Passengers at Helsinki Airport on 16 January 2024. Finnair, the majority state-owned airline of Finland, has estimated that the industrial actions scheduled for 1–2 February could affect the travel plans of up to 60,000 passengers. (Emmi Korhonen – Lehtikuva)


THE BOARD OF DIRECTORS at Finnish Aviation Union (IAU) on Tuesday decided in favour of organising work stoppages as part of widespread political strikes on 1–2 February.

The four-hour stoppages will cover union members who provide ground handling services, such as baggage, de-icing and passenger services, onboard catering services and air cargo services to a variety of airlines.

Organised in protest of the labour market reforms and social security cuts laid out by the government of Prime Minister Petteri Orpo (NCP), the stoppages will take place primarily between 2pm and 6pm on 1 and 2 February.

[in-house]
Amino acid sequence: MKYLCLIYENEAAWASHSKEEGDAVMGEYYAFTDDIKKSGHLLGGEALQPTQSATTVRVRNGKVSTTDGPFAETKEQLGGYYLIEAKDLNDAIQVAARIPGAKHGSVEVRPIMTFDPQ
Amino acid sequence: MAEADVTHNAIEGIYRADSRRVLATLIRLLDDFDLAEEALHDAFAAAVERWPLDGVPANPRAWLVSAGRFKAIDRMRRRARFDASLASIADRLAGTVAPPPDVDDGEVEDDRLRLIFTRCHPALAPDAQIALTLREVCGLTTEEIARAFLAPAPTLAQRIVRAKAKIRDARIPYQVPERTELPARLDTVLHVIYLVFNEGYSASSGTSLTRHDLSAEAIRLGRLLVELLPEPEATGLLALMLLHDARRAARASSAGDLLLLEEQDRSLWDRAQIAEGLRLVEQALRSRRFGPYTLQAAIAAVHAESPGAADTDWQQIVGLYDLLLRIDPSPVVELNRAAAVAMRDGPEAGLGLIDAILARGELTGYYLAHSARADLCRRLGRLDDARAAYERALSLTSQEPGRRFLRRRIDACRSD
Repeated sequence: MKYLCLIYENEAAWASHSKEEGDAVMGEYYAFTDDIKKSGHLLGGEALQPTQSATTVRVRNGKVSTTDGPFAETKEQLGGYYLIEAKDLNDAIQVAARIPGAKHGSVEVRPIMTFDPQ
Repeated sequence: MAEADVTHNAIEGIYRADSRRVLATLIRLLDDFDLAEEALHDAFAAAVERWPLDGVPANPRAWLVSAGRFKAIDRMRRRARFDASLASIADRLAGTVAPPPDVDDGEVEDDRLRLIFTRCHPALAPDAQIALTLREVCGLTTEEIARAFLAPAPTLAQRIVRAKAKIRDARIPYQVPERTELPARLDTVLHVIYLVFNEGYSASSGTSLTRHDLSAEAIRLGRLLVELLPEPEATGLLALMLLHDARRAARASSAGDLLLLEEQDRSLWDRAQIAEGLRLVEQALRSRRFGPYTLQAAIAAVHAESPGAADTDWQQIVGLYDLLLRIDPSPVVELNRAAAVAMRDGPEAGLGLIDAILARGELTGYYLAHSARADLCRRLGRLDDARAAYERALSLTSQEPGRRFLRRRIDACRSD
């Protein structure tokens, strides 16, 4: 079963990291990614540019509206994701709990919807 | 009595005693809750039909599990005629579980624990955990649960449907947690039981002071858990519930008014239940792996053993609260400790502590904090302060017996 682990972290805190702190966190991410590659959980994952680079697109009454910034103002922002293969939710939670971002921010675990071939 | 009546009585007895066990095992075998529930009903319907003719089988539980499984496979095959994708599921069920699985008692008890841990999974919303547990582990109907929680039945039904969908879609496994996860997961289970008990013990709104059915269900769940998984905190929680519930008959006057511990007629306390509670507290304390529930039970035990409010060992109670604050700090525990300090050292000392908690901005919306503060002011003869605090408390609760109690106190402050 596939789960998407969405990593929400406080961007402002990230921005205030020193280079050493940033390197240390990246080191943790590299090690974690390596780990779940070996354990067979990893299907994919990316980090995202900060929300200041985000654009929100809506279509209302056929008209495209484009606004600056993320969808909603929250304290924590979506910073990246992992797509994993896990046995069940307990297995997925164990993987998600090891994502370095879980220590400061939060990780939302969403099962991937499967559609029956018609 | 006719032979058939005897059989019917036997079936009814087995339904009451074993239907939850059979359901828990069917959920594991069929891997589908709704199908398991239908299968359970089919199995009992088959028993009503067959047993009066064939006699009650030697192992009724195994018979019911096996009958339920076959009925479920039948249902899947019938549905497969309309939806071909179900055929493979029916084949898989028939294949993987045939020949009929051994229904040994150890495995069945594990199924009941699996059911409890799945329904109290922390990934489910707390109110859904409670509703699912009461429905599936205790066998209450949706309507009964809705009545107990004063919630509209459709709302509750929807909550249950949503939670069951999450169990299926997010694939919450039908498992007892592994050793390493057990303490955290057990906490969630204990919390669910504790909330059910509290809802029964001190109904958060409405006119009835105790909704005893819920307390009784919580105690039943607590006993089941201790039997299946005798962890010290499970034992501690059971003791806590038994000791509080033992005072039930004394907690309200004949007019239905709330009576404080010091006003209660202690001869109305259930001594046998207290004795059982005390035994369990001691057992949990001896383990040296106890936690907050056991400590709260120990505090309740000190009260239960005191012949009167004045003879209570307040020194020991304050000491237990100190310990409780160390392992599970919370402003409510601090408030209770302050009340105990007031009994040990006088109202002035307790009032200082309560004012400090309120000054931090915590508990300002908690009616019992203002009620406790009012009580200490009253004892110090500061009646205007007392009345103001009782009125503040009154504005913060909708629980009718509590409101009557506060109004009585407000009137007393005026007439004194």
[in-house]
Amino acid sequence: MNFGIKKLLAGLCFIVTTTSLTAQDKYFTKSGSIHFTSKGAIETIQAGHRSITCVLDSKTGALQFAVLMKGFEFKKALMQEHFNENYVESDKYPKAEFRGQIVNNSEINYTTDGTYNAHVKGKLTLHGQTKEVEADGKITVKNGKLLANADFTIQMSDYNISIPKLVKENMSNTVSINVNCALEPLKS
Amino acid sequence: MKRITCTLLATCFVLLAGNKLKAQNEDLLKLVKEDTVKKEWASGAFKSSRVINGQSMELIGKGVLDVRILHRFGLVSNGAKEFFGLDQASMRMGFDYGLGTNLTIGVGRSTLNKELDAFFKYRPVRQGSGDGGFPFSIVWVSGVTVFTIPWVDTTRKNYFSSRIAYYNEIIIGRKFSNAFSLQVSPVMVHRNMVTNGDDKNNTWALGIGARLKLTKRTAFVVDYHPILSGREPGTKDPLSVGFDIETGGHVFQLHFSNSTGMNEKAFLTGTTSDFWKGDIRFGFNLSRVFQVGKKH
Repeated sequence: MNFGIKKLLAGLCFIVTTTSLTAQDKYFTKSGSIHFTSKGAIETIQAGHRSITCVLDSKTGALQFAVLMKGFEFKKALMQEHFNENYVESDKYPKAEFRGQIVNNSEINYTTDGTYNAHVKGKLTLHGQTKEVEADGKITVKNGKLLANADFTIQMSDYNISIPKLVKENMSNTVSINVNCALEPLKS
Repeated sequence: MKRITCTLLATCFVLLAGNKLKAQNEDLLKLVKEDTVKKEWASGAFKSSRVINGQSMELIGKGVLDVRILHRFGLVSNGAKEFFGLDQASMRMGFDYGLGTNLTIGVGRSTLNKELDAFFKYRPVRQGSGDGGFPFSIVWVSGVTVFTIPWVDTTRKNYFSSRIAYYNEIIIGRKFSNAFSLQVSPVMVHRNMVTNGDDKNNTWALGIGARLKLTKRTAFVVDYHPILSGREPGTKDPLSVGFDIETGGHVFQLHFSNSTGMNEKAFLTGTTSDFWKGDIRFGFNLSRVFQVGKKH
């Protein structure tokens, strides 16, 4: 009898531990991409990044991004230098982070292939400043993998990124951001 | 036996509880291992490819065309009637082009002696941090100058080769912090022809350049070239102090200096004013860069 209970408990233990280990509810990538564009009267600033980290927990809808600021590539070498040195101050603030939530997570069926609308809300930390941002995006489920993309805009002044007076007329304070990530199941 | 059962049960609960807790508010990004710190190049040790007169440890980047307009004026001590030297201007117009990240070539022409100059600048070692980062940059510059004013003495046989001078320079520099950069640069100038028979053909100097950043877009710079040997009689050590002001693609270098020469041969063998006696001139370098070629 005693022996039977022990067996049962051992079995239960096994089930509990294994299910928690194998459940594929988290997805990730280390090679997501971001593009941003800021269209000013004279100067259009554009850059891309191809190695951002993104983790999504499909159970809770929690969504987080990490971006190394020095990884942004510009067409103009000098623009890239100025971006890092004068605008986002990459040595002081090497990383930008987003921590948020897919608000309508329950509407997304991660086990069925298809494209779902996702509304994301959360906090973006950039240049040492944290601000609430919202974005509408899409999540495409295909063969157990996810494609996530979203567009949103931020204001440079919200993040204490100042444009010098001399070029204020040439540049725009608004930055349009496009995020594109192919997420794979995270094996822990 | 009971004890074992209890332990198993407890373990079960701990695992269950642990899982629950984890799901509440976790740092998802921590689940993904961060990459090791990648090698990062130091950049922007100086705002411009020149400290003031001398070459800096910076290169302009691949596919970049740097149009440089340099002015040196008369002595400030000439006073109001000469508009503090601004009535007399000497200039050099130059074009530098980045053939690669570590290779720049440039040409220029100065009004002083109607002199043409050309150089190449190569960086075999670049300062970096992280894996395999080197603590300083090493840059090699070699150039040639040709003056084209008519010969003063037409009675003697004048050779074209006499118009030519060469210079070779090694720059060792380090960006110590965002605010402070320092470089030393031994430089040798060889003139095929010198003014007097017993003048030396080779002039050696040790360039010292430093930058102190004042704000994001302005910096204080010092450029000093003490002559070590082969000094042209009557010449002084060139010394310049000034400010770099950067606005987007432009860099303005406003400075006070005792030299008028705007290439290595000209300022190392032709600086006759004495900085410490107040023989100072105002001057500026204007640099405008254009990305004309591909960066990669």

Finnair, the Finnish majority state-owned airline, has reported that the industrial actions announced by several unions will “unfortunately” have a “significant impact” on its flights, with cancellations unavoidable. The carrier has promised to contact all passengers affected by the changes or cancellations directly by text or e-mail.

Flights between 31 January and 3 February can be re-scheduled or postponed to no later than 15 March, according to Finnair.

Also a number of other trade unions have announced strikes and other industrial actions in protest of what they regard as an effort to gnaw away at the position of wage earners. Service Union United (PAM), for example, has announced a strike targeting a long list of hotels, restaurants and retail points, including the supermarkets of Lidl, Kesko and S Group.

The Finnish Industrial Union on Thursday revealed that about 60,000 of its members will go on strike at 700 workplaces across Finland on 1–2 February. Chairperson Riku Aalto estimated that the strikes will disrupt the majority of industrial production country but assured that they would not jeopardise emergency work or work that is needed to guarantee public safety.

Aleksi Teivainen – HT